Getting Around In the Park:

• The Highway 240 Badlands Loop Road, accessed from Interstate 90, is a two-lane, paved surface that takes you through the North Unit of the park.
• The Sage Creek Rim Road (590) is a gravel road that takes you along the north rim of the Badlands Wilderness Area. Road may be temporarily closed after heavy rain or snow.
• The Sheep Mountain Table Road is four miles south of Scenic, SD on Pennington County Road 589. High clearance vehicles are recommended. The road is passable under dry conditions only. Impassable when wet or snow covered.

Source: www.nps.gov

Deadwood Main Street
Deadwood Main Street

HBO brings Deadwood's history to TV audiences

Deadwood's Old West legacy

Born from the thirst of gold, wealth, whiskey and gambling, Deadwood was established in the late 1800s in the Northern Black Hills. It’s history is filled with colorful and infamous individuals, such as lawman Seth Bullock, Wild Bill Hickok, Calamity Jane and Potato Creek Johnny. In 1929, Johnny found one of the largest gold nuggets in the Black Hills. Many of the town’s citizens, including Hickok, Calamity Jane and Bullock still reside in Deadwood at Mount Moriah Cemetery.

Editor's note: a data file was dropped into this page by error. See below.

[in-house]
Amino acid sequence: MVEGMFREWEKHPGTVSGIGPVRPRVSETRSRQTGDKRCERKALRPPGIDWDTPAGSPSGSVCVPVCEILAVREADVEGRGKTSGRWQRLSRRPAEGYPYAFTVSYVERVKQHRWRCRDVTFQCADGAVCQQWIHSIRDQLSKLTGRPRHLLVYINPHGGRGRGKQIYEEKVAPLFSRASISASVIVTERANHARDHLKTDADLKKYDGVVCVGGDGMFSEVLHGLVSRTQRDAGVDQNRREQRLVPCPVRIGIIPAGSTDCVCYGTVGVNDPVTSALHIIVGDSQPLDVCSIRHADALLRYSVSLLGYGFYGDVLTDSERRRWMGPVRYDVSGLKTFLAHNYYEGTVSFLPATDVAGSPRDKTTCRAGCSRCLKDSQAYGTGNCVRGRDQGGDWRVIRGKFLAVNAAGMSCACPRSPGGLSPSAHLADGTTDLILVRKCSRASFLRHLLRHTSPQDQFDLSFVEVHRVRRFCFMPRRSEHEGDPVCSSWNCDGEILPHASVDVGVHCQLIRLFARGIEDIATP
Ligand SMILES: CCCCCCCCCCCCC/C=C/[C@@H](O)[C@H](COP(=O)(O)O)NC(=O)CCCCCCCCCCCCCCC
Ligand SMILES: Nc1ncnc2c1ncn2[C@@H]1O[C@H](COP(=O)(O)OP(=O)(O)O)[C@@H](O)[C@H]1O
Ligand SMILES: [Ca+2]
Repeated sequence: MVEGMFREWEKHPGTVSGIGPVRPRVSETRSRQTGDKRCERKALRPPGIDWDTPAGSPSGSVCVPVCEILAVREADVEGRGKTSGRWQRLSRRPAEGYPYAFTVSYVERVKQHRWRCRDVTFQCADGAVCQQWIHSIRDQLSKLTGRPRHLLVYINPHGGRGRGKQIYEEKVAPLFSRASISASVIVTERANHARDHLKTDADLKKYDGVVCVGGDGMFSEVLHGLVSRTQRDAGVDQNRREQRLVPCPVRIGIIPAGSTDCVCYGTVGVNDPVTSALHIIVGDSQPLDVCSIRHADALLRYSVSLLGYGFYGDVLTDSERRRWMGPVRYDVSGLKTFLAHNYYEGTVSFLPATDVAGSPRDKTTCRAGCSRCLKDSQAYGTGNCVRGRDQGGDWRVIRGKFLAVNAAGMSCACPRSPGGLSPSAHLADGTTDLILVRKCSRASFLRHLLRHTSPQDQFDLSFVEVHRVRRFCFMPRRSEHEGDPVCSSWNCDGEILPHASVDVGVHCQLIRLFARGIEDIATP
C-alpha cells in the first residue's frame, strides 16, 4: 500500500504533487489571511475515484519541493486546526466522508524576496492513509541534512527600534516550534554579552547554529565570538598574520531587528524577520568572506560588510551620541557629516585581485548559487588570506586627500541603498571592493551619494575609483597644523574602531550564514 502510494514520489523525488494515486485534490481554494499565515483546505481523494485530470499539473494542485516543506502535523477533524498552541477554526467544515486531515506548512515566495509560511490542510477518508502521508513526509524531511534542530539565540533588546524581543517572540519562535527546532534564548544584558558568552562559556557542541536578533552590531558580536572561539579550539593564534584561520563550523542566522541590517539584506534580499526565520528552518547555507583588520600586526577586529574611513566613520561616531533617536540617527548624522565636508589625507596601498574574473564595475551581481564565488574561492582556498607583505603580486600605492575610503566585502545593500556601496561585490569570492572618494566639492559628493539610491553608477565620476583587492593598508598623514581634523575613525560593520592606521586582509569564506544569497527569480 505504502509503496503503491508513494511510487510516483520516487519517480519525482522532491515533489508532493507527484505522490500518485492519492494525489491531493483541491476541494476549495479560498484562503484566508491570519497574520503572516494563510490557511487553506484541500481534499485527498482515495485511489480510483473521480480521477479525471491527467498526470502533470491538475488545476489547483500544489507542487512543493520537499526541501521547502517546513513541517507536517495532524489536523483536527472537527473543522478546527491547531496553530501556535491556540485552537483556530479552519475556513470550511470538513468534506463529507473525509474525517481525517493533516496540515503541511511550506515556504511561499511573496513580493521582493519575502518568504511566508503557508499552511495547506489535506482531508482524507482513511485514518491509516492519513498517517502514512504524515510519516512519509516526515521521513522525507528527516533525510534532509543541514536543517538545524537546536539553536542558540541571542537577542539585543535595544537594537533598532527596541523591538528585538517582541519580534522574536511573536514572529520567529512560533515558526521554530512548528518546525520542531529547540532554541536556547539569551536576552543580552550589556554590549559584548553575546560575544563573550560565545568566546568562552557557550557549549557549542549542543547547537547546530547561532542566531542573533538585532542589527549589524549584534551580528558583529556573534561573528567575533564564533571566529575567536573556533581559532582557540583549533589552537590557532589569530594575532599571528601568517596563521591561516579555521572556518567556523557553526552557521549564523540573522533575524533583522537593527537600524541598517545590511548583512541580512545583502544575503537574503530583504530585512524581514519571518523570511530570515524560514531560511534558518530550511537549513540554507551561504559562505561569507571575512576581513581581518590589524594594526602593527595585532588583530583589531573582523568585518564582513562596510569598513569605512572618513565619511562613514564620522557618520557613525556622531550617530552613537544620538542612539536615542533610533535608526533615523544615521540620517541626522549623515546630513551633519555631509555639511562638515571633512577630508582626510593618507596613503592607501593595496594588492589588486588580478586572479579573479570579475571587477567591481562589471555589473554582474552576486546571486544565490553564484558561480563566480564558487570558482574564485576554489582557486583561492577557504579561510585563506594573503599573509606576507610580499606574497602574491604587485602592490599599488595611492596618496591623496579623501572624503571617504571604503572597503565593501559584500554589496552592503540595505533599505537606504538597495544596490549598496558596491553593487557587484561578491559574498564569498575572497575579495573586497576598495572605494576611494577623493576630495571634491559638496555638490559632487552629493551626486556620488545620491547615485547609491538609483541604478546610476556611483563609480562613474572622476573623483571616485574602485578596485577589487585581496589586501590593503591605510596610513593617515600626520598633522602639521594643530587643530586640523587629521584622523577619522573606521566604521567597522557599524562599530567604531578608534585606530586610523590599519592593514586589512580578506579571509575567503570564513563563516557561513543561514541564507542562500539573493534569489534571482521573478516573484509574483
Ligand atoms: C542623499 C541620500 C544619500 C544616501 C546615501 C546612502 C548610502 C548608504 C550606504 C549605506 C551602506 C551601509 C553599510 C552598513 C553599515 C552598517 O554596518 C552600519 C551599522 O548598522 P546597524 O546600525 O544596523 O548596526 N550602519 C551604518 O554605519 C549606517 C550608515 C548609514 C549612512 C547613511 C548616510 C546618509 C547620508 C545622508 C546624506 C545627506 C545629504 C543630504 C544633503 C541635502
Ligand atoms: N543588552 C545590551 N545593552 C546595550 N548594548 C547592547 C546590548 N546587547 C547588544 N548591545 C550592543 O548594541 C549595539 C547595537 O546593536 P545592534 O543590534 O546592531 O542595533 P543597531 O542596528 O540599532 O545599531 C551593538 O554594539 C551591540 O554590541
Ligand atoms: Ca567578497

Today, Deadwood, listed as a National Historic Landmark, is a vibrant Old West town with upscale restaurants, casinos, convention centers and concert venues but its lawless and Old West heritage remains celebrated and preserved through brick-cobbled streets and restored architecture.

Have a drink and play poker at Saloon No. 10, where Hickok was shot in the back of the head by a lowlife named Jack McCall. Spend the night at the Bullock Hotel where it is rumored that the lawman’s ghost roams the hallways.

Plan your trip during summer when there are a variety of activities, festivals and rodeos to enjoy.

Featured summer events
June: Wild Bill Days features parades, fundraiser events and live music.